Use of Aborted Fetal Cells Prompts Probe at Catholic Institution
Dec 04, 2005
The letter last fall from an antiabortion group posed an unexpected quandary for Georgetown University Medical Center .
(Washington Post, January 30, 2004) A Florida-based group wrote to Cardinal Theodore E. McCarrick of Washington that some scientists at Georgetown , a Catholic university, were doing research using cells derived from aborted fetuses.
An in-house investigation verified the claim. But when 14 of the researchers involved said that ending the use of the cells in question would jeopardize years of work and funding, the matter was turned over to ethicists. In a recommendation that scholars said could mark a first in Catholic medical research in the United States , Georgetown has decided to let those researchers continue their work.
The Rev. Kevin T. FitzGerald, a university bioethicist, said he reasoned that the scientists did not know the cells had come from aborted fetuses when they began their work and should not be forced to abandon potentially lifesaving studies or risk forfeiting grants. The benefits to society, he said, far outweigh the harm done by using the cells, because the abortions were not performed for the purpose of providing the cells to scientists.
"The ideal would be not to be involved with [aborted fetal cells] at all," said FitzGerald, a Jesuit priest who holds a doctorate in molecular genetics. "Obviously, we don't live in an ideal world. We do the best we can."
Four other Georgetown researchers agreed to switch to other cell lines after determining they could do so without compromising their work. The medical center has removed the controversial frozen cell lines from its central repository on campus.
But those moves do not preclude a Georgetown researcher from using aborted fetal cells in the future if there are no alternatives. FitzGerald said each instance would have to be judged.
"We have to pull in the administrators at the university to say what sorts of things can we put in place as far as a screening process," he said. "We have to figure out who does it, where does the screening take place, how is it structured, who decides. I don't know what we're going to be able to do or not do. This is new ground."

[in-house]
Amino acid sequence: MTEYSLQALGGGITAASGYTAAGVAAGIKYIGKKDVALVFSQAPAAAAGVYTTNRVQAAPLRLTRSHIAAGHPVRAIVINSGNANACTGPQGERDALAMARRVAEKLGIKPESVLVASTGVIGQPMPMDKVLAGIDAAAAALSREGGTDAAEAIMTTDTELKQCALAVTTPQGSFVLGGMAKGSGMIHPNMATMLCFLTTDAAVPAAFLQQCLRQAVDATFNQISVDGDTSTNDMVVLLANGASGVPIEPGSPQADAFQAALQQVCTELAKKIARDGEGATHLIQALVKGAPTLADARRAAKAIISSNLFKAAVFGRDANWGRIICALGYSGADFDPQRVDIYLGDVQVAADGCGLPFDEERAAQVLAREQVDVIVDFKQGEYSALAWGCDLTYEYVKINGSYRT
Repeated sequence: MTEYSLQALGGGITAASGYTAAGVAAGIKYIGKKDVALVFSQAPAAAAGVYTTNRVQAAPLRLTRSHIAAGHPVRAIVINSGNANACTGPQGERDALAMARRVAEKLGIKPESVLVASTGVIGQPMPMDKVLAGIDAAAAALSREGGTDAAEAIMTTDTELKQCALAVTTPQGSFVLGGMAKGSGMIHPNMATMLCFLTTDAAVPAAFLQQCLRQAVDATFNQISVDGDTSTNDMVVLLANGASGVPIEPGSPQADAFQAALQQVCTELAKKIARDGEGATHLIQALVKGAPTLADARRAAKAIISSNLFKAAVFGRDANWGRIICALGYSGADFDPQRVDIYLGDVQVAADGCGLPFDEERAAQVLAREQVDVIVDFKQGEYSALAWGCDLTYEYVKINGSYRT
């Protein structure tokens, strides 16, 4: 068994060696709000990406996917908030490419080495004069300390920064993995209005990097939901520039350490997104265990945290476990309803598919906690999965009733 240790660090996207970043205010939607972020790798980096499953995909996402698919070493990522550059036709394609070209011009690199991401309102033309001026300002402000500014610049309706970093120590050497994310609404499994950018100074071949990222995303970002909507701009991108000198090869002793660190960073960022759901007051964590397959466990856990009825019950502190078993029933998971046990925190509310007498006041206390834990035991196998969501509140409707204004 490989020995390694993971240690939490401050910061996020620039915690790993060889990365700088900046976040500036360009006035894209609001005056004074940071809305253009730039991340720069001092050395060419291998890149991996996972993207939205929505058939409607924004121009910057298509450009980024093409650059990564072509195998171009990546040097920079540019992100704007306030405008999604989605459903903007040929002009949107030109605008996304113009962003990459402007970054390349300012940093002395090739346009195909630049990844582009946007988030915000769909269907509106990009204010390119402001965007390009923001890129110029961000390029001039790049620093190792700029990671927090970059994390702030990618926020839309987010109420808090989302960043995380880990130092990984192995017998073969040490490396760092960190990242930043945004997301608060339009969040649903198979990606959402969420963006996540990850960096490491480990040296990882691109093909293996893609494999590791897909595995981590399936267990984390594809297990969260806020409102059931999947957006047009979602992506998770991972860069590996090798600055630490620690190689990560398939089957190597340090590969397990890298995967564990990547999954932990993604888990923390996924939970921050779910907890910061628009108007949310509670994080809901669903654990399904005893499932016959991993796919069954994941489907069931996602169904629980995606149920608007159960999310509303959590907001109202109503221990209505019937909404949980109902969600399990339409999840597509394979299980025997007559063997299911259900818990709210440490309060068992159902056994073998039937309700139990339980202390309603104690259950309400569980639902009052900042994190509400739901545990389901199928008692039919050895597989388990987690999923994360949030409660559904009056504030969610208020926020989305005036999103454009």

John Haas, president of the National Catholic Bioethics Center in Boston, said the ethical issues surrounding the use of fetal cells, embryonic stem cells and cloning are the most controversial facing the church. "I don't see the moral difficulty in using these cell lines, because you're not contributing in any way to the abortions, which took place decades ago," Haas said. "However, there is the risk of leading people to think that [some Catholic institutions do not] consider abortion to be a great evil and are indifferent to it and willing to work with tissue that result from that kind of action."
Haas said Georgetown is the first Catholic research institution that has addressed the issue publicly and said it is possible that others have made internal decisions that have not been disclosed.
Debra Vinnedge, executive director of Children of God for Life, who initiated the complaint, said she was dismayed to learn that Georgetown has made compromises in coping with a complex problem. She said McCarrick wrote to her last month to say her concerns "had been resolved," which she took to mean that the cell lines were no longer in use.
Vinnedge said she could understand Georgetown 's position. "Once you start your research, you can't start introducing variables," she said, adding that she hopes the institution will retire the cell lines once the particular research projects are completed. Susan Gibbs, a spokeswoman for the archdiocese, said McCarrick had asked Georgetown to look into the letter from Vinnedge and was satisfied with its response.